- Luther, C. A., & Legg Jr., J. (2010). Gender Differences in Depictions of Social and Physical Aggression in Children's Television Cartoons in the US. Journal Of Children & Media, 4(2), 191-205. doi:10.1080/17482791003629651
- Rosen, L. H., Underwood, M. K., & Beron, K. J. (2011). Peer Victimization as a Mediator of the Relation Between Facial Attractiveness and Internalizing Problems. Merrill Palmer Quarterly, 57(3), 319-347.
- Garandeau, C. F., Ahn, H., & Rodkin, P. C. (2011). The social status of aggressive students across contexts: The role of classroom status hierarchy, academic achievement, and grade. Developmental Psychology, 47(6), 1699-1710. doi:10.1037/a0025271
- Leff, S. R. (2010). A Review of Existing Relational Aggression Programs: Strengths, Limitations, and Future Directions. School Psychology Review, 39(4), 508.
- Lamb, T. A. (1981). Nonverbal and Paraverbal Control in Dyads and Triads: Sex or Power Differences?. Social Psychology Quarterly, 44(1), 49-53.
- Fishman, Pamela. (1980). "Interactional shitwork." Heresies 2: 99-101.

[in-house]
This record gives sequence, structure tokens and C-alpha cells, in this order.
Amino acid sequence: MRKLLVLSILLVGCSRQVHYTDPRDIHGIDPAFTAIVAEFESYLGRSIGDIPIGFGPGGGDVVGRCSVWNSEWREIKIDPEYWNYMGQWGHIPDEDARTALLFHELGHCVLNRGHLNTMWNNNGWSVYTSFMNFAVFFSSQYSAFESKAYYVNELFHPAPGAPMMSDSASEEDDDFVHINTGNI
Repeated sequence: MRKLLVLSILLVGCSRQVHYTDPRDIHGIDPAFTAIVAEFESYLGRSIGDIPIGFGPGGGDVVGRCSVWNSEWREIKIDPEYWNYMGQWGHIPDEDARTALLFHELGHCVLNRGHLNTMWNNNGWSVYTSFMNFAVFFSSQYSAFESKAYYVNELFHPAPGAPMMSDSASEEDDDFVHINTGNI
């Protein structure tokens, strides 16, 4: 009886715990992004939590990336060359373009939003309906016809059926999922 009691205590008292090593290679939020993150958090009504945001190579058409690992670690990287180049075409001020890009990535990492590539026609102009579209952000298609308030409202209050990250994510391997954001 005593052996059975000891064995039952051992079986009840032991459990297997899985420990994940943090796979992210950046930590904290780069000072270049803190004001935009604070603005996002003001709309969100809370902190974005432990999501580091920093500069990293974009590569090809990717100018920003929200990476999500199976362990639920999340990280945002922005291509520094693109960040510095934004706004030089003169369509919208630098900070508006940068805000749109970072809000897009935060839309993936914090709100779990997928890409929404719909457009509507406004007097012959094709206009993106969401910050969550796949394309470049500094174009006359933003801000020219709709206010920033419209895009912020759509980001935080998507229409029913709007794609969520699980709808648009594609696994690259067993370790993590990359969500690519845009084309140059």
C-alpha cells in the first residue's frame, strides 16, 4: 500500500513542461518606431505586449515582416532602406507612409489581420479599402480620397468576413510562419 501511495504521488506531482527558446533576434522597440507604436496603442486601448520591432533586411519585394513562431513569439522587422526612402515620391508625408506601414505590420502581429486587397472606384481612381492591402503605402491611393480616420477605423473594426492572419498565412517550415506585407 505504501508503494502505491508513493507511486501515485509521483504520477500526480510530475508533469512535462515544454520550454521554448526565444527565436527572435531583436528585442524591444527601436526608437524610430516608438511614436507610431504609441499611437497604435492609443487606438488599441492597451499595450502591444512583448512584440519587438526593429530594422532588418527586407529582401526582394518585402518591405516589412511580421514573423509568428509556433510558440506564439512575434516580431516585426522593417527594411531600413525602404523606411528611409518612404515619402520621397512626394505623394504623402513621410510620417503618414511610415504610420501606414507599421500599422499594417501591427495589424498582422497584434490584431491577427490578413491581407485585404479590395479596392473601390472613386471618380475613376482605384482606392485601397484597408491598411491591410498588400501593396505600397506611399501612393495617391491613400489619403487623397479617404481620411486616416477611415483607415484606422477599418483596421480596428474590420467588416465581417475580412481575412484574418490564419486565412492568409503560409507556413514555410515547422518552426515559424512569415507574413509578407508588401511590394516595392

- Leet-Pellegrini, Helena M. (1980) "Conversational dominance as a function of gender and expertise." In Giles, Howard, Robinson, W. Peters, and Smith, Philip M (eds) Language: Social Psychological Perspectives. pp. 97-104. Oxford: Pergamon Press.
- Coates, Jennifer (1993). Women, Men and language. London: Longman.
- Tannen, Deborah (2002). I Only Say This Because I Love You: Talking in Families. New York: Ballentine.
- Brown, Penelope and Levinson, Stephen. (1978). "Universals in Language Usage: Politeness Phenomena." In Goody, Esther (ed) Questions and Politeness pp 56-289. Cambridge: Cambridge University Press.
- Brown, Penelope. (1980). "How and why are women more polite: some evidence from a Mayan community." In McConnell-Ginet, S. et al. (eds) Women and Language in Literature and Society pp. 111-36. New York: Praeger.
- Examples of Sumerian texts are available at the Electronic Text Corpus of Sumerian Literature.
- National Encyclopedia of Bangladesh.[dead link]
- Jean F Kirton. 'Yanyuwa, a dying language'. In Michael J Ray (ed.), Aboriginal language use in the Northern Territory: 5 reports. Work Papers of the Summer Institute of Linguistics. Darwin: Summer Institute of Linguistics, 1988, p. 1–18.
- Griffin, Em (2011). "Genderlect Styles". Communication: A First Look at Communication Theory (8th. ed.). New York: McGraw-Hill. pp. 435–446. ISBN 978-0-07-353430-5. Detailed chapter outline online
- Wood, Julia T. (2013). Gendered Lives: Communication, Gender, and Culture (10th. ed.). Boston, MA: Wadsworth. ISBN 978-1-428-22995-2. Contents, Introduction, Ch. 1